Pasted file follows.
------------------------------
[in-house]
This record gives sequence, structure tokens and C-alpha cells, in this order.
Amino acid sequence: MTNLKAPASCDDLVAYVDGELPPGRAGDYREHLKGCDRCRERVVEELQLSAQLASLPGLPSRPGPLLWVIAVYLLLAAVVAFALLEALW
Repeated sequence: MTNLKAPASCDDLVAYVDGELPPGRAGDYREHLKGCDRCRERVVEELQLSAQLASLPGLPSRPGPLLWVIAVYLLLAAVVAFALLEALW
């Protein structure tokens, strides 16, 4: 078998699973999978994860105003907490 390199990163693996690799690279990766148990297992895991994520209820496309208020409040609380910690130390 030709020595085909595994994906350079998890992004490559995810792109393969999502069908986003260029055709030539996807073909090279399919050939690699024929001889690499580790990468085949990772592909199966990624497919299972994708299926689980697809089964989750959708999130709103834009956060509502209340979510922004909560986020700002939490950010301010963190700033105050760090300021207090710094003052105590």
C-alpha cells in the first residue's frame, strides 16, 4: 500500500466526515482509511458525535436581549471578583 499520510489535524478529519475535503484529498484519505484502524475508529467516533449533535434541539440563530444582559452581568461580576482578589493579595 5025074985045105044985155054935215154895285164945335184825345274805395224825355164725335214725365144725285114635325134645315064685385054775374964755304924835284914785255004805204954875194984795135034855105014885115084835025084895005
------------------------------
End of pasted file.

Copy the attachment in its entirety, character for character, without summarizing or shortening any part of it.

[in-house]
This record gives sequence, structure tokens and C-alpha cells, in this order.
Amino acid sequence: MTNLKAPASCDDLVAYVDGELPPGRAGDYREHLKGCDRCRERVVEELQLSAQLASLPGLPSRPGPLLWVIAVYLLLAAVVAFALLEALW
Repeated sequence: MTNLKAPASCDDLVAYVDGELPPGRAGDYREHLKGCDRCRERVVEELQLSAQLASLPGLPSRPGPLLWVIAVYLLLAAVVAFALLEALW
């Protein structure tokens, strides 16, 4: 078998699973999978994860105003907490 390199990163693996690799690279990766148990297992895991994520209820496309208020409040609380910690130390 030709020595085909595994994906350079998890992004490559995810792109393969999502069908986003260029055709030539996807073909090279399919050939690699024929001889690499580790990468085949990772592909199966990624497919299972994708299926689980697809089964989750959708999130709103834009956060509502209340979510922004909560986020700002939490950010301010963190700033105050760090300021207090710094003052105590």
C-alpha cells in the first residue's frame, strides 16, 4: 500500500466526515482509511458525535436581549471578583 499520510489535524478529519475535503484529498484519505484502524475508529467516533449533535434541539440563530444582559452581568461580576482578589493579595 5025074985045105044985155054935215154895285164945335184825345274805395224825355164725335214725365144725285114635325134645315064685385054775374964755304924835284914785255004805204954875194984795135034855105014885115084835025084895005